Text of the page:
Harry Li is at a crossroads. Ideally, the law student wants to spend the Lunar New Year holiday in his home village in northern China’s Hebei province, but he is afraid of spending more than 12 hours on crowded trains and buses lest he brings COVID-19 to his elderly parents, who have not been vaccinated. “It’s been three years since I’ve been home [for Lunar New Year],” says Li, 20, who studies some 700 miles from home in Shanghai. “I was vaccinated nine months ago but everyone around me is still getting sick.”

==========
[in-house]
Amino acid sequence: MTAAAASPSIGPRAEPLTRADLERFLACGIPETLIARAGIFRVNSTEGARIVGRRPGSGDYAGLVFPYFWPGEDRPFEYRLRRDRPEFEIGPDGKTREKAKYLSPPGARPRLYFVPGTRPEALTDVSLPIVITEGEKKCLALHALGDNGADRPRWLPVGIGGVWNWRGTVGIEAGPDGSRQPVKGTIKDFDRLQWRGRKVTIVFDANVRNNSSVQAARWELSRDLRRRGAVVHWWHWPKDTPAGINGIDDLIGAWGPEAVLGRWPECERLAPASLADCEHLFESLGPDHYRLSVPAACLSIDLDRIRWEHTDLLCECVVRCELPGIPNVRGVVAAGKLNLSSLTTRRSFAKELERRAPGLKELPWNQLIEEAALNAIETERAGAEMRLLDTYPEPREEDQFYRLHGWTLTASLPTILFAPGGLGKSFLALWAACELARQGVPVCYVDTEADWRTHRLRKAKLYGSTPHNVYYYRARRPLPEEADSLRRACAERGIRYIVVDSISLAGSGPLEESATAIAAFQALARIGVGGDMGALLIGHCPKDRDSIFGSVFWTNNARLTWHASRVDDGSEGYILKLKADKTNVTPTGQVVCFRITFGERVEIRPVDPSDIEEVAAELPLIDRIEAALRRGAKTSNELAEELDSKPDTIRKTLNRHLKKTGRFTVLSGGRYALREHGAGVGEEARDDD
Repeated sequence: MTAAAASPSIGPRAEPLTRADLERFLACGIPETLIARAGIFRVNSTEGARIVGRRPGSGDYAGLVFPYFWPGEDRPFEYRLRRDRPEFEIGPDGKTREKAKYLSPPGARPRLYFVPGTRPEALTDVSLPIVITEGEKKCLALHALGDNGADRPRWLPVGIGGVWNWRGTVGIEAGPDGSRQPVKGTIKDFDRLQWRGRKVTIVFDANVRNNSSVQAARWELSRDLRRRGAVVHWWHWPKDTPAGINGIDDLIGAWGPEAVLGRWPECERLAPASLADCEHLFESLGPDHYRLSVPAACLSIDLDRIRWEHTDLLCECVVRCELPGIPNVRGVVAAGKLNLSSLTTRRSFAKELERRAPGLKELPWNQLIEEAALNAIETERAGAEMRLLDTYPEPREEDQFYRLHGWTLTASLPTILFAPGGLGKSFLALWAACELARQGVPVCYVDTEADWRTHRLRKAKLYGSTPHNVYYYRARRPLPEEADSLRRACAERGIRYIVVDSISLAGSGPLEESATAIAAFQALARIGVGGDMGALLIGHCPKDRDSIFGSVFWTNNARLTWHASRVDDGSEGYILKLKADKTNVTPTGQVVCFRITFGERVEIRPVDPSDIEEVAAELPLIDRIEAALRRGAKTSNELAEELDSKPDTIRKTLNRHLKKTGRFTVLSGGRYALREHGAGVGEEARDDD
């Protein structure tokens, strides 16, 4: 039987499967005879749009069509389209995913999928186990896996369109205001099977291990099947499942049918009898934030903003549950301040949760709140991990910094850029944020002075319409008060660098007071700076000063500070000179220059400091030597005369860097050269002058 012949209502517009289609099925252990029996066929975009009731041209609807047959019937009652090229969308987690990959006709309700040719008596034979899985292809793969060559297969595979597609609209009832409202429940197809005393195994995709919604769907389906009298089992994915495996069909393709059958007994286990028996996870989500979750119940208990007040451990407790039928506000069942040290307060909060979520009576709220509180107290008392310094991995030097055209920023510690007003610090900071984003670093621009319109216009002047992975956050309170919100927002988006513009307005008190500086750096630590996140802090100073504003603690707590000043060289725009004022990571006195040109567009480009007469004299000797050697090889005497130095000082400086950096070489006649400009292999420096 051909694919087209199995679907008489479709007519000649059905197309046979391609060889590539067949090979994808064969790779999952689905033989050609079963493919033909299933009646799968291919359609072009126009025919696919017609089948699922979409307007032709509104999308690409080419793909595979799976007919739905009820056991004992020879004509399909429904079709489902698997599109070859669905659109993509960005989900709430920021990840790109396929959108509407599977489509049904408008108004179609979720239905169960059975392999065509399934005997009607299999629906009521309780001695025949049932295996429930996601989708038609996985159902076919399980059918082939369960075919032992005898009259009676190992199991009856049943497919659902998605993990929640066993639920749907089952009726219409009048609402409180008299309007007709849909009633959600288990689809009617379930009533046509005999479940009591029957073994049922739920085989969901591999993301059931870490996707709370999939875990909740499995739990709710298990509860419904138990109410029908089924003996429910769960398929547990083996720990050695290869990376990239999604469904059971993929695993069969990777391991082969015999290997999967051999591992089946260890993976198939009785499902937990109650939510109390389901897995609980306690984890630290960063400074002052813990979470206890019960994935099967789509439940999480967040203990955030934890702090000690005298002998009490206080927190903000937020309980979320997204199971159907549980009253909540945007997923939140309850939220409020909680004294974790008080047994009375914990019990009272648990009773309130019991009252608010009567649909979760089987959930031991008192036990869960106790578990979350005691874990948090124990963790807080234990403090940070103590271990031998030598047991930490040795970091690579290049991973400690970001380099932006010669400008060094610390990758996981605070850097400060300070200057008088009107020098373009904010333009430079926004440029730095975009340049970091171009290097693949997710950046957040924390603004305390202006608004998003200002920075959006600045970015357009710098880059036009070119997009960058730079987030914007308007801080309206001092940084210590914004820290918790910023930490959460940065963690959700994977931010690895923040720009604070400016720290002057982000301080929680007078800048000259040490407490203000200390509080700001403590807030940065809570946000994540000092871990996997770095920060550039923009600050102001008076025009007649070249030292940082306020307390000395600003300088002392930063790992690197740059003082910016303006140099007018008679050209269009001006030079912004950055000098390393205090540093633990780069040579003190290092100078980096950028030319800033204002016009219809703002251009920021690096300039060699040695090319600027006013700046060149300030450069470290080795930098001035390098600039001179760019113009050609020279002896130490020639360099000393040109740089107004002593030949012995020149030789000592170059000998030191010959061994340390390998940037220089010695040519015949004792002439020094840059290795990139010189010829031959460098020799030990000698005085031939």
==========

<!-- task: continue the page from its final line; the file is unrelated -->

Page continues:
Millions of Chinese are facing a similar dilemma this week. Before the pandemic, China’s Lunar New Year holiday was renowned as humanity’s largest annual migration, when hundreds of millions of working-age people travel from jobs typically on China’s freewheeling coast back to ancestral villages to feast and toast with elderly kin. Strict controls and state-led interventions were used to contain the pandemic. incentivization schemes—comprising cash, shopping vouchers, and movie tickets—put the brakes on holiday travel. But, on Dec. 9, China began completely dismantling its testing and quarantine apparatus, allowing the virus to spread like wildfire across the world’s largest population of 1.4 billion.